2
a year ago
Admissions Advice
[edited]

Just how much do ivys care about the type of extracurriculars I have?
Answered

So I noticed on social media that all the kids applying to ivys (and getting accepted) have these crazy extracurriculars like multiple national level competitions they participated in. Some started their non-profit and some are doing literal research in labs. What would the ivys think of your average straight A with a 4.0 and a good SAT score student that has like one or two national level extracurriculars, maybe wrote a research paper, and then the rest are things like volunteering and having leadership positions in clubs like NHS? It just seems that the standard is people doing crazy things because they had the opportunity to do so. I feel like that everyone trying to get in the Ivys would most definitely do crazy ecs except the opportunity for something like that is almost non existent in our environment. Do we have a chance?

ivyleagueuni
extracirriculars
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Accepted Answer
a year ago[edited]

Short answer: A LOT!!!!

Long Answer:

The answer you are looking for lies in the numbers. There are only 15,000 spaces available for 415,000 Ivy applicants each year. So there are about 27000 American high schools and about 20% of Ivy applicants come from Int'l schools for about 2250 seats which is another 10,000 high schools being represented conservatively. What this tells you is that there are at least 37,000 Valedictorians ranked #1 in their school that apply to Ivys and similar schools and another 37000 Salutorians ranked #2 that apply.

So 74,000 straight A students with significantly weighted GPAs apply. At least 59,000 of these cream-of-the-crop students with magnificent grades and test scores get rejected. It's more like 70,000 get rejected because schools like Havard, Yale, and Princeton reject about 75%-80% of Valedictorians each year.

Since Ivy colleges do not use purely meritocratic admissions policies, this allows them to make institutional priority admissions for hooked applicants like ALDCs and those BIPOC/marginalized/low-income/first-generation applicants. When you consider applicants who are legacies, recruited athletes, faculty children, development candidates (children of donors), dean's list VIP applicants, black, LatinA, indigenous or marginalized (disabled/LGBTQIA), low-income or first-gen applicants or those with multiple hooks (someone can be Black, Queer, Low-income, First Gen, Recruited Athlete for example which is 5 hooks), then an Ivy like Harvard might only have 1000 seats not 1650 to fill with non-hooked applicants.

The takeaway is that having a 4.0 GPA, good course rigor, good ECs, and good work experience are great things to have, but do not make you a "stand out" exceptional candidate at these schools but rather a common commodity. If admission officers were foodies, they would comment that you are just a hamburger to them. What they are looking for is grade A5 Kobe ribeye.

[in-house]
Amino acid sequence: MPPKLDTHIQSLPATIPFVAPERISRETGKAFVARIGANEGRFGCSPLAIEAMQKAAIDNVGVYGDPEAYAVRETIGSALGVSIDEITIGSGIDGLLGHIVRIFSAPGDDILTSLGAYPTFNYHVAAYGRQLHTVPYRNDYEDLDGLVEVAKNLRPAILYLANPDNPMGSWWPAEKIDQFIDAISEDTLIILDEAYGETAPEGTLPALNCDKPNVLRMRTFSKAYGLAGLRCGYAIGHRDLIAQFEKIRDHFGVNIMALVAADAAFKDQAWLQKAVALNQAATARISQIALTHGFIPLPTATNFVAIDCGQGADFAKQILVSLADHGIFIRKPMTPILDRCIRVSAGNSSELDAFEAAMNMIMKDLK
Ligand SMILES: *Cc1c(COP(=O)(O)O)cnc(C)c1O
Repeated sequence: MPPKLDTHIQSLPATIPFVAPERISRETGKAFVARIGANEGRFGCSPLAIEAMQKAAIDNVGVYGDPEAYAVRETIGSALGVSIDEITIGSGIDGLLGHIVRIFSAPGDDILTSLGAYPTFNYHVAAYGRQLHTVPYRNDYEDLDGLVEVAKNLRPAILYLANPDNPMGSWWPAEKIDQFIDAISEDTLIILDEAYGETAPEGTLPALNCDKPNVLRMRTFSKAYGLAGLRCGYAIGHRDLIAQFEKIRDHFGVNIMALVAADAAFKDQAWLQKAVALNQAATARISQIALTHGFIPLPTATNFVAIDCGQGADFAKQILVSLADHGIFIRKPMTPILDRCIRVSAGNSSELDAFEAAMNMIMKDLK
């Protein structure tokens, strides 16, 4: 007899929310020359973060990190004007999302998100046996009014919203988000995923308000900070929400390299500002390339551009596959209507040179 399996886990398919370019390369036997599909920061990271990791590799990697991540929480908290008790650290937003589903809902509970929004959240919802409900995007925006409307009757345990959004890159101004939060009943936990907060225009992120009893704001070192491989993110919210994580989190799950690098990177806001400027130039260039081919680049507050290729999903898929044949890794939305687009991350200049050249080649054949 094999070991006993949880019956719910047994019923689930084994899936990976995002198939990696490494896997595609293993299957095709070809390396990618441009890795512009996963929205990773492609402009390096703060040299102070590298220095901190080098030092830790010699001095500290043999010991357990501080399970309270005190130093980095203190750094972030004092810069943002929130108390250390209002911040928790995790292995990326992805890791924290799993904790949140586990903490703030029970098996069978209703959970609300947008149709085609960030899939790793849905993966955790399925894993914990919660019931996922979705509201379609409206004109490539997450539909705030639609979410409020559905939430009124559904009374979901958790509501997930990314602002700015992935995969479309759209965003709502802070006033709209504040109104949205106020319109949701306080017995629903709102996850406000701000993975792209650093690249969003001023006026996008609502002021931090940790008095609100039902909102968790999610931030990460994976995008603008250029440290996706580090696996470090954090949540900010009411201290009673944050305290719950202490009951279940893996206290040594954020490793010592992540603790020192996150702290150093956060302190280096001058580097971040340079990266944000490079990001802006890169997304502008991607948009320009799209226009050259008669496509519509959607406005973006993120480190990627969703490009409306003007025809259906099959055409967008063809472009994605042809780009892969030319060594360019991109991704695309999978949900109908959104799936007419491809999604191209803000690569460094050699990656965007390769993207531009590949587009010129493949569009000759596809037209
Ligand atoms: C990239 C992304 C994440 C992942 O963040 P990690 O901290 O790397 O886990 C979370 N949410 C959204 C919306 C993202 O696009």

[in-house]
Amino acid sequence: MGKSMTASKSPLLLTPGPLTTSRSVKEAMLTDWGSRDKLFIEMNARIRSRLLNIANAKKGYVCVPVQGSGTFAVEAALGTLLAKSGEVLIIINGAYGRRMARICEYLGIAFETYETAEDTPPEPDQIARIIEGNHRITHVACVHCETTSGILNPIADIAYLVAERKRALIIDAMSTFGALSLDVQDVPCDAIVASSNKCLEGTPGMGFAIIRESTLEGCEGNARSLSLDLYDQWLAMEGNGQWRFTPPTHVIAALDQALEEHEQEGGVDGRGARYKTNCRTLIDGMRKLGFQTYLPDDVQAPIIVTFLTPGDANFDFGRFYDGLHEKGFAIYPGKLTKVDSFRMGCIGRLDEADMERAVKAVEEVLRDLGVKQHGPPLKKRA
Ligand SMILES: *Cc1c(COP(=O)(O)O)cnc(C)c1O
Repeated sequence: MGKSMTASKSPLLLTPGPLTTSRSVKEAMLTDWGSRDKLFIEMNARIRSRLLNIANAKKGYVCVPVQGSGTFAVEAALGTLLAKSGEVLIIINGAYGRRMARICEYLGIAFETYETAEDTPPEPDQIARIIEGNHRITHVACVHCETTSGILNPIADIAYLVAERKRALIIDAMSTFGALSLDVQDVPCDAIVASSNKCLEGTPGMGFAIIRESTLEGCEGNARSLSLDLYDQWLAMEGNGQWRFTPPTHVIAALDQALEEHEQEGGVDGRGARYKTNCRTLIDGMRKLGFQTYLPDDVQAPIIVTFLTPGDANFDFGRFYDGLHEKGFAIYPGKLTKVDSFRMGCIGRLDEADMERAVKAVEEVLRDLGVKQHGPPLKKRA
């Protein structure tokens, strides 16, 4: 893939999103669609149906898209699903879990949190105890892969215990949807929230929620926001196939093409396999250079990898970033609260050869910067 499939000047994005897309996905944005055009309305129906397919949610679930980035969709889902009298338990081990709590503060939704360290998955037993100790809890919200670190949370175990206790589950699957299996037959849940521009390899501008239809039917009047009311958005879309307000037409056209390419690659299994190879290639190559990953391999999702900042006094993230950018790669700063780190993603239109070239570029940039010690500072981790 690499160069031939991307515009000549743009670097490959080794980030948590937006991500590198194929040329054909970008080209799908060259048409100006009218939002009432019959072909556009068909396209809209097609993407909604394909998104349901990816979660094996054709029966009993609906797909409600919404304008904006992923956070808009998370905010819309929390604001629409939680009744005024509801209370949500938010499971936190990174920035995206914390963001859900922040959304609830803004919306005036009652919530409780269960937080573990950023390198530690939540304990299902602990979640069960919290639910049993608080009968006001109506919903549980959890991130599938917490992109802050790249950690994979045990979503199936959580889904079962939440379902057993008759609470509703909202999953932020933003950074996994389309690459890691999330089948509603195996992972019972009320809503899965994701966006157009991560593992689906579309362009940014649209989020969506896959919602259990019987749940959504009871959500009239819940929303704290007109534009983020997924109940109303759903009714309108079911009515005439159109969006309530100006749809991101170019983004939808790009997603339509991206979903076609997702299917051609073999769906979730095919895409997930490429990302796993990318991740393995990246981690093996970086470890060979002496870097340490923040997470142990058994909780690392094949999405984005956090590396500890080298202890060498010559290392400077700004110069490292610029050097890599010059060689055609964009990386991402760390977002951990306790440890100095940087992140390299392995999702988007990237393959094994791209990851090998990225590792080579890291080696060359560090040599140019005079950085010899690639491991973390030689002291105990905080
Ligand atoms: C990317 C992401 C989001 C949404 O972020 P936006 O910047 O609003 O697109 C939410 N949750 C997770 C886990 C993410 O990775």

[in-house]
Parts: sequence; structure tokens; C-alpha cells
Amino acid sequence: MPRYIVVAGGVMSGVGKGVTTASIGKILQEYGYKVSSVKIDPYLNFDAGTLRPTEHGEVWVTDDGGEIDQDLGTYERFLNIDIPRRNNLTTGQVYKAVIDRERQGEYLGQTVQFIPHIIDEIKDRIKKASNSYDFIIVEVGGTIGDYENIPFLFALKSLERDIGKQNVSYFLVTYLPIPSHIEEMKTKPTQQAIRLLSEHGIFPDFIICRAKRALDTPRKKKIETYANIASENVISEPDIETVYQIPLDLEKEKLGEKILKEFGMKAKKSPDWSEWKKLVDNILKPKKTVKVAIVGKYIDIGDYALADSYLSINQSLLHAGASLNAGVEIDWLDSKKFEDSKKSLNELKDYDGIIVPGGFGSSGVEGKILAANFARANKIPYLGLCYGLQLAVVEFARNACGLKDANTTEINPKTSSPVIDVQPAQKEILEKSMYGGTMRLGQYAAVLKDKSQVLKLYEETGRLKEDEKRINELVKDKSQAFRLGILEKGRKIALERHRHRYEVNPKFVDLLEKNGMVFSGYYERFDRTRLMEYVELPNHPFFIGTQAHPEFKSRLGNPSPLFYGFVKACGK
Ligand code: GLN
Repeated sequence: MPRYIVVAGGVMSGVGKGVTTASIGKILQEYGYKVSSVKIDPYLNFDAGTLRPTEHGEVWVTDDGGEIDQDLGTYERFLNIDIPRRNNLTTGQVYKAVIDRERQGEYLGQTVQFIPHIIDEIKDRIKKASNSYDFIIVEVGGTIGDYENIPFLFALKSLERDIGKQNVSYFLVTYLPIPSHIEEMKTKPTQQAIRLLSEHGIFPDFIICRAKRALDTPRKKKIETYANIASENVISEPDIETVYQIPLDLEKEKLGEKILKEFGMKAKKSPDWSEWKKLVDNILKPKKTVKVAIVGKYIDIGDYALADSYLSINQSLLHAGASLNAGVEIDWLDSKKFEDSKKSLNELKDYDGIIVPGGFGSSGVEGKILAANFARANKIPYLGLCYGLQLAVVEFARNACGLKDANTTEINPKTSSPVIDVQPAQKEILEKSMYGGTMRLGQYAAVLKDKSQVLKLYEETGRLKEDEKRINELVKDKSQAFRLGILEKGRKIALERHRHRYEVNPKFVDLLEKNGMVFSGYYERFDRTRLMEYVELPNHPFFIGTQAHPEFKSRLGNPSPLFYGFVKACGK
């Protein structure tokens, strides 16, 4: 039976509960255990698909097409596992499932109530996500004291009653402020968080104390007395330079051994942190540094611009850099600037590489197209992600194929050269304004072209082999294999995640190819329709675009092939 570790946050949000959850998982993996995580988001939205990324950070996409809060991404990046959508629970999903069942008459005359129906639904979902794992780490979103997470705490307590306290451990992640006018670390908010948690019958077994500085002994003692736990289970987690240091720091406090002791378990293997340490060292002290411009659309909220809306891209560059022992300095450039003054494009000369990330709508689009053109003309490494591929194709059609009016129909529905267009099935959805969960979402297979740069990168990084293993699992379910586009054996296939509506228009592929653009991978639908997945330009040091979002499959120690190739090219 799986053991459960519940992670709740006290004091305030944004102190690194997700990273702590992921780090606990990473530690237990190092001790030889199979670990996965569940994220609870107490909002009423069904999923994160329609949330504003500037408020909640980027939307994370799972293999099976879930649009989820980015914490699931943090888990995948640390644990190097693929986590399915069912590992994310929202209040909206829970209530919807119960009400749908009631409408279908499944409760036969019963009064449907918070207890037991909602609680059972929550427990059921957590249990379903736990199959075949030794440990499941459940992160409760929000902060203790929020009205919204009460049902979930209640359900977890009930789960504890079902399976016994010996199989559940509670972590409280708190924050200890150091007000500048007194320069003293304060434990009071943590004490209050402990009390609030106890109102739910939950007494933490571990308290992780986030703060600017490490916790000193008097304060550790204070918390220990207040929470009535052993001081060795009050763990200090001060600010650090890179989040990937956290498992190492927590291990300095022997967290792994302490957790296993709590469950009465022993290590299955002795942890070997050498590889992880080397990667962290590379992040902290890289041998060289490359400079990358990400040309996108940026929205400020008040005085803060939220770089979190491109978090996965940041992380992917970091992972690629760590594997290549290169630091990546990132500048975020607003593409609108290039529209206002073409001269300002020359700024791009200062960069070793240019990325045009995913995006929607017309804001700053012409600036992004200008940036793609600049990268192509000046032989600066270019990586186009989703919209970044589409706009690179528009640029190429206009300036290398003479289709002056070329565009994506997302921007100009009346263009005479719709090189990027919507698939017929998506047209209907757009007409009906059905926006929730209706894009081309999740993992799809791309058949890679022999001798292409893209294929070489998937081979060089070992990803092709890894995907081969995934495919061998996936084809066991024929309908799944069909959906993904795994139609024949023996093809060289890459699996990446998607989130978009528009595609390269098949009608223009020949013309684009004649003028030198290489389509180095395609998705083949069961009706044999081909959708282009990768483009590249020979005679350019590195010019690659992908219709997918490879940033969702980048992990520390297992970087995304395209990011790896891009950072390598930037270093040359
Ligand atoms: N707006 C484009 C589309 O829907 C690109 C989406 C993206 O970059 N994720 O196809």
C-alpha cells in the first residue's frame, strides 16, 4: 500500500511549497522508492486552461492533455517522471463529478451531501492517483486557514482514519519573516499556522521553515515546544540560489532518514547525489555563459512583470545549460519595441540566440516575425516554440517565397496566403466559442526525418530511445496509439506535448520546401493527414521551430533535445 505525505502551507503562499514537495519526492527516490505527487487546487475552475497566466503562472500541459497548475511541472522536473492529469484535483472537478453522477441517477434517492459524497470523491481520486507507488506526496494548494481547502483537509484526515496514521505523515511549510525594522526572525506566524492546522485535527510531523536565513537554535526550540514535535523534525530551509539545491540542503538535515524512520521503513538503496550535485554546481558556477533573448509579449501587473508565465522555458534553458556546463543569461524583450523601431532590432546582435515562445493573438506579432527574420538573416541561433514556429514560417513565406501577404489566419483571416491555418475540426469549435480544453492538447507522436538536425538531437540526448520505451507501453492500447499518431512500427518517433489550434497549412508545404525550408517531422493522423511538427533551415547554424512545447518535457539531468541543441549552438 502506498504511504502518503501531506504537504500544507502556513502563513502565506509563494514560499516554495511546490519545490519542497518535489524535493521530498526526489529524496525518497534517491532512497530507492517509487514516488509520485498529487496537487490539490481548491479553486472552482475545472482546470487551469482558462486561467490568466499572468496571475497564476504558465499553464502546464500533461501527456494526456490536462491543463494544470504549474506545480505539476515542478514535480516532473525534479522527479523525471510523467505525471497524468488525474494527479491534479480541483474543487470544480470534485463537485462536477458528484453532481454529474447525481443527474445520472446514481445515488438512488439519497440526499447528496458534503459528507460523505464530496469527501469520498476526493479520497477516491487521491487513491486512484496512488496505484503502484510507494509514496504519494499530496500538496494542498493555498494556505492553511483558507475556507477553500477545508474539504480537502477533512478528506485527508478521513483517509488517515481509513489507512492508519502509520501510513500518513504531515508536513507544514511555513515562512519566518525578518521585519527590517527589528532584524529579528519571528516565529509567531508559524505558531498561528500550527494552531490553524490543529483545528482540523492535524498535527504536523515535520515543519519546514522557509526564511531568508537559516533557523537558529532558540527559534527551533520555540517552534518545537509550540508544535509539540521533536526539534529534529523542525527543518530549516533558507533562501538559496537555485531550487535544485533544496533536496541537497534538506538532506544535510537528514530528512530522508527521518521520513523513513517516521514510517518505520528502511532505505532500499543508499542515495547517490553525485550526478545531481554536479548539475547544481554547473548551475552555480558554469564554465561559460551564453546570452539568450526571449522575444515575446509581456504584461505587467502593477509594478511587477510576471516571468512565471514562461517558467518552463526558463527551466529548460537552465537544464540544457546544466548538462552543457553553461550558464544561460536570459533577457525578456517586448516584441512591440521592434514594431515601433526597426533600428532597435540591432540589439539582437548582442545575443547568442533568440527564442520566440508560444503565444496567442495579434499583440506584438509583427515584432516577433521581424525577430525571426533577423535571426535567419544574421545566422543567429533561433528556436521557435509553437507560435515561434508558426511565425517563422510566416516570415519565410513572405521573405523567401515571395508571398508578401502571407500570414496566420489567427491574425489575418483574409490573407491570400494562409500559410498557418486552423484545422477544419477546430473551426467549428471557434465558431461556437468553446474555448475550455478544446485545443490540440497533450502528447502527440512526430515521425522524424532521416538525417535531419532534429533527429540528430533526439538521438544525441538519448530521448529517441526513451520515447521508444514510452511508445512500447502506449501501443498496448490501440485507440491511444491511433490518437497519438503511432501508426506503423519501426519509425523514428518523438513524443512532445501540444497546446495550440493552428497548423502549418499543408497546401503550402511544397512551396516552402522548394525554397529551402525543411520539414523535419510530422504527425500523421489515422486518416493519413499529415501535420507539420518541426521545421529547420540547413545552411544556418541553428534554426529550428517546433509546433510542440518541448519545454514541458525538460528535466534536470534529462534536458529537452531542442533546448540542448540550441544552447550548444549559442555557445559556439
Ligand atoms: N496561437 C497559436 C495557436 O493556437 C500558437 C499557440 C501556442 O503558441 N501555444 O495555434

And this is why you need to move outside your comfort zone and work on ECs that are unique and impactful and have interesting life and work experiences that are memorable to the reader. There are 27,000 NHS Presidents in the US and more than 100,000 leadership roles at NHS so being involved with NHS is not impressive to Ivy application readers. But if you are the #6 rock climber in the US, that's interesting. There are 15,000 National Merit finalists because of high SAT test scores. That's not impressive to an Ivy application reader. Winning the US Presidential Scholars Award 161 out of 3.6 million is impressive. And many US Pres. Scholars do find themselves being accepted to colleges like Harvard and other Ivys.

A recent tiktok college influencer/coach said "do the things that you love to do and not the things that seem impressive that everyone else is doing." I agree with this. So if you love knitting, knit something remarkable. If you love cooking, try applying Physics to your recipes to create something unique and memorable. If you love poetry, write some killer poems. But do not think of ECs and community services as "checking off the boxes". If you volunteer 500 hours at this or that charity, that might not be very impressive as using your time and energy effectively to make a big impact for a cause like helping a single human being.

Good luck in your admissions journey and remember that there are literally hundreds of colleges that are excellent places to go for an education. Ivys are not for everyone and many people are disappointed when they get to attend one because culturally it's foreign to them. It's like joining a private Polo or Golf club. If you don't want to play Polo or Golf or socialize with the sorts of people that belong to such 250-387-year-old clubs, you may feel isolated and lonely. Therefore, it's always very important to pick a set of colleges that are great fits for your personality, lifestyle, and comfort level.

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Your chancing factors
Unweighted GPA: 3.7
1.0
4.0
SAT: 720 math
200
800
| 800 verbal
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800

Extracurriculars

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